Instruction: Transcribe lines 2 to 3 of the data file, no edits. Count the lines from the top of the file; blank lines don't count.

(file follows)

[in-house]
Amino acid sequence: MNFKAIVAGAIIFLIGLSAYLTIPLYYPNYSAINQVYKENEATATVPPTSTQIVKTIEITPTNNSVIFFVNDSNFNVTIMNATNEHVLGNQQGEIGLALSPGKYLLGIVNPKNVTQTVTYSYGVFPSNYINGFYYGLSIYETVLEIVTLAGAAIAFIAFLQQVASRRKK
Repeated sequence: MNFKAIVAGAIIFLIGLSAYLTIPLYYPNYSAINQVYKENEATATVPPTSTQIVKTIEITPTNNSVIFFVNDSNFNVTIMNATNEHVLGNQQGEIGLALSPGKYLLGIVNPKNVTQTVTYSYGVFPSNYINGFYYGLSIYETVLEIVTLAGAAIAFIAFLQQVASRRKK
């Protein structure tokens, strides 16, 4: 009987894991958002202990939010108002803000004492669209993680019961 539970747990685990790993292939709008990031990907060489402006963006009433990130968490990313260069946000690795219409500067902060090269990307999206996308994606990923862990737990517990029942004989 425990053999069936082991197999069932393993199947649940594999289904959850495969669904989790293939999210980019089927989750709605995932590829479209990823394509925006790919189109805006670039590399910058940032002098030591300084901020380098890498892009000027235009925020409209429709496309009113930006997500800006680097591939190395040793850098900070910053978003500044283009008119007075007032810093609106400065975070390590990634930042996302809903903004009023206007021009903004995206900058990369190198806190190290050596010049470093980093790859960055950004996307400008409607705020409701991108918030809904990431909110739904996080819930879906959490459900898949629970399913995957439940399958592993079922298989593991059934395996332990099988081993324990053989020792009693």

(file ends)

Amino acid sequence: MNFKAIVAGAIIFLIGLSAYLTIPLYYPNYSAINQVYKENEATATVPPTSTQIVKTIEITPTNNSVIFFVNDSNFNVTIMNATNEHVLGNQQGEIGLALSPGKYLLGIVNPKNVTQTVTYSYGVFPSNYINGFYYGLSIYETVLEIVTLAGAAIAFIAFLQQVASRRKK
Repeated sequence: MNFKAIVAGAIIFLIGLSAYLTIPLYYPNYSAINQVYKENEATATVPPTSTQIVKTIEITPTNNSVIFFVNDSNFNVTIMNATNEHVLGNQQGEIGLALSPGKYLLGIVNPKNVTQTVTYSYGVFPSNYINGFYYGLSIYETVLEIVTLAGAAIAFIAFLQQVASRRKK